Posts Under: Education

35 awards given for education industry innovation and excellence | Congrats 2017 CODiE Award Winners!

The Software & Information Industry Association (SIIA), the principal trade association for the software and digital content industries, yesterday announced the winners of the 2017 CODiE Awards in education technology. The announcement was made during an awards celebration at the Education Impact Symposium in San Francisco to an audience of over 200 attendees. 35 awards were given for products and services deployed specifically for the education technology market. The program was also streamed to a global web audience. 

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AI Spotlight: Using Predictive Analytics, Civitas Learning Helps Improve Graduation and Retention Rates for At-Risk Students

It is no secret that the cost of postsecondary education is high. Obtaining a Bachelor’s degree can cost an individual anywhere from $80,000 to $160,000 depending on the college or university – and that’s for students who graduate in four years. Unfortunately, less than half of students graduate in four years, and two more years of education only brings graduation rates up to 60%. For those students who do not finish their program of study, they leave an institution with no verifiable skills or credentials but have incurred significant debt – leaving them in a worse position to succeed than if they had chosen not to attend college. For universities, graduation rates matter too. Prospective students rely heavily on data like four-year graduation rates and year-to-year retention rates in their decision-making and state funding and continued participation in federal student financial aid programs for institutions depend on positive graduation and retention rates.&n ...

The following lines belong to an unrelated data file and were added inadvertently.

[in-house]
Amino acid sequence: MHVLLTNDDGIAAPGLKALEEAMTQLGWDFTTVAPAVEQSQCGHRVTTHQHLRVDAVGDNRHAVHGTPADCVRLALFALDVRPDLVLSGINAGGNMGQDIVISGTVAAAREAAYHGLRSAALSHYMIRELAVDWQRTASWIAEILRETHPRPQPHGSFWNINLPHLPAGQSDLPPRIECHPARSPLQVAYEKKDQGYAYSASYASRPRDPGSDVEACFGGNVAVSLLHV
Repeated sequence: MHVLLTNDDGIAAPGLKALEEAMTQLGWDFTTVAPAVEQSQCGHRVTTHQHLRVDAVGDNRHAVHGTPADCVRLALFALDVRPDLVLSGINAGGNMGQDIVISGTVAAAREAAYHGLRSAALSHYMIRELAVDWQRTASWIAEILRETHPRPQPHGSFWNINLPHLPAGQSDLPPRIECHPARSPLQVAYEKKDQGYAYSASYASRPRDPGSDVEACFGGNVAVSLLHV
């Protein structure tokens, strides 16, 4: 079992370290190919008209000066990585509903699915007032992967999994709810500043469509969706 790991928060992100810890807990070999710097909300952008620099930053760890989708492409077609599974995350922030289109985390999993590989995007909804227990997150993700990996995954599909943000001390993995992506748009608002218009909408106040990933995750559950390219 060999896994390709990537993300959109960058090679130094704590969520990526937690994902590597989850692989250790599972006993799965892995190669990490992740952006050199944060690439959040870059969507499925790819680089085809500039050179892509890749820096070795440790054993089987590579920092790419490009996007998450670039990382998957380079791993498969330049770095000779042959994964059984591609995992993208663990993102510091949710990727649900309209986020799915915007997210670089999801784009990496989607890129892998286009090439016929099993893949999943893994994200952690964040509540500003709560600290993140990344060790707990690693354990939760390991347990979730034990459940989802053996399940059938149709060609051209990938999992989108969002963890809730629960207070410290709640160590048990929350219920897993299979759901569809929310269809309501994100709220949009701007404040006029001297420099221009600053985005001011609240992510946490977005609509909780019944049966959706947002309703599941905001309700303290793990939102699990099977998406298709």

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Budget Blast: Trump FY18 Budget Proposal Would Gut Education & Skills Training

On Wednesday, the Washington Post obtained a leaked version of President Trump’s fiscal year (FY) 2018 education budget proposal. Set to be officially released next week, the proposal would, among other items, significantly reduce investments in skills training and adult basic literacy and eliminate ed tech investments under ESSA’s Title IV. The proposal would shift some of those funds to new investments in school choice, including expanding charting schools and vouchers for private and religious schools. more

Continued Misunderstandings of the Student Privacy Pledge

Mississippi Attorney General Jim Hood has filed suit against Google for violation of the K-12 School Service Provider Pledge to Safeguard Student Privacy.  The suit will work its way through the legal system and a judgement made based on its merit, but it is important to point out that the suit contains some important misunderstandings about the student privacy pledge. The complaint alleges that Google violated the student privacy pledge because it collected information about students who are using general purpose services. The pledge, however, only applies to applications, services, or web sites “designed and marketed for use in United States elementary and secondary educational institutions.” In addition, the complaint suggests that the pledge is violated because Google uses layered privacy policies (for its general purpose services and a more restrictive policy for its educational services) and educational websites related to its privacy policies (google.com/e ...

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DeVos Hearing Lacking Education Technology